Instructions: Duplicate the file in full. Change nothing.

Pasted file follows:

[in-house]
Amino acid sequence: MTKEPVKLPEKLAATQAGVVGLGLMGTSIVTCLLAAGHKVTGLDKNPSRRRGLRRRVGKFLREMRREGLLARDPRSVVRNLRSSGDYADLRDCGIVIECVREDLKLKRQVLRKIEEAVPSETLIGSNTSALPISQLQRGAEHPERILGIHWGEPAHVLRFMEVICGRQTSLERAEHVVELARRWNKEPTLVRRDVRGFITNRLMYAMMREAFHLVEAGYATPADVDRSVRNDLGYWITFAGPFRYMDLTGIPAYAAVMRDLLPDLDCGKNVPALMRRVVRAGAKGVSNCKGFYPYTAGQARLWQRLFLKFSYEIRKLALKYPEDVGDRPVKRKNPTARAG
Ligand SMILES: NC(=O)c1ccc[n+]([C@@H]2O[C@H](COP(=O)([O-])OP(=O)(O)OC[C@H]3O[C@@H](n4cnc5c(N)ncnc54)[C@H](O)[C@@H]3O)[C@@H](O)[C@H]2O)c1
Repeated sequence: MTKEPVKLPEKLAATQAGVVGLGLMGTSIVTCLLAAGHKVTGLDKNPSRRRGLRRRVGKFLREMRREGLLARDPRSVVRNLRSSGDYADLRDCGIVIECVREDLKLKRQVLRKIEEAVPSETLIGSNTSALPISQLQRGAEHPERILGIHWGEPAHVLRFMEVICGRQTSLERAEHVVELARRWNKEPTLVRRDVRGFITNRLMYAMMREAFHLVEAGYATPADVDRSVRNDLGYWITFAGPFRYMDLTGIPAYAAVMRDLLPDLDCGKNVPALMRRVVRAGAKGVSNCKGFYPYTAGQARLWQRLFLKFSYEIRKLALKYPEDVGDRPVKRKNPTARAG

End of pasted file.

[in-house]
Amino acid sequence: MTKEPVKLPEKLAATQAGVVGLGLMGTSIVTCLLAAGHKVTGLDKNPSRRRGLRRRVGKFLREMRREGLLARDPRSVVRNLRSSGDYADLRDCGIVIECVREDLKLKRQVLRKIEEAVPSETLIGSNTSALPISQLQRGAEHPERILGIHWGEPAHVLRFMEVICGRQTSLERAEHVVELARRWNKEPTLVRRDVRGFITNRLMYAMMREAFHLVEAGYATPADVDRSVRNDLGYWITFAGPFRYMDLTGIPAYAAVMRDLLPDLDCGKNVPALMRRVVRAGAKGVSNCKGFYPYTAGQARLWQRLFLKFSYEIRKLALKYPEDVGDRPVKRKNPTARAG
Ligand SMILES: NC(=O)c1ccc[n+]([C@@H]2O[C@H](COP(=O)([O-])OP(=O)(O)OC[C@H]3O[C@@H](n4cnc5c(N)ncnc54)[C@H](O)[C@@H]3O)[C@@H](O)[C@H]2O)c1
Repeated sequence: MTKEPVKLPEKLAATQAGVVGLGLMGTSIVTCLLAAGHKVTGLDKNPSRRRGLRRRVGKFLREMRREGLLARDPRSVVRNLRSSGDYADLRDCGIVIECVREDLKLKRQVLRKIEEAVPSETLIGSNTSALPISQLQRGAEHPERILGIHWGEPAHVLRFMEVICGRQTSLERAEHVVELARRWNKEPTLVRRDVRGFITNRLMYAMMREAFHLVEAGYATPADVDRSVRNDLGYWITFAGPFRYMDLTGIPAYAAVMRDLLPDLDCGKNVPALMRRVVRAGAKGVSNCKGFYPYTAGQARLWQRLFLKFSYEIRKLALKYPEDVGDRPVKRKNPTARAG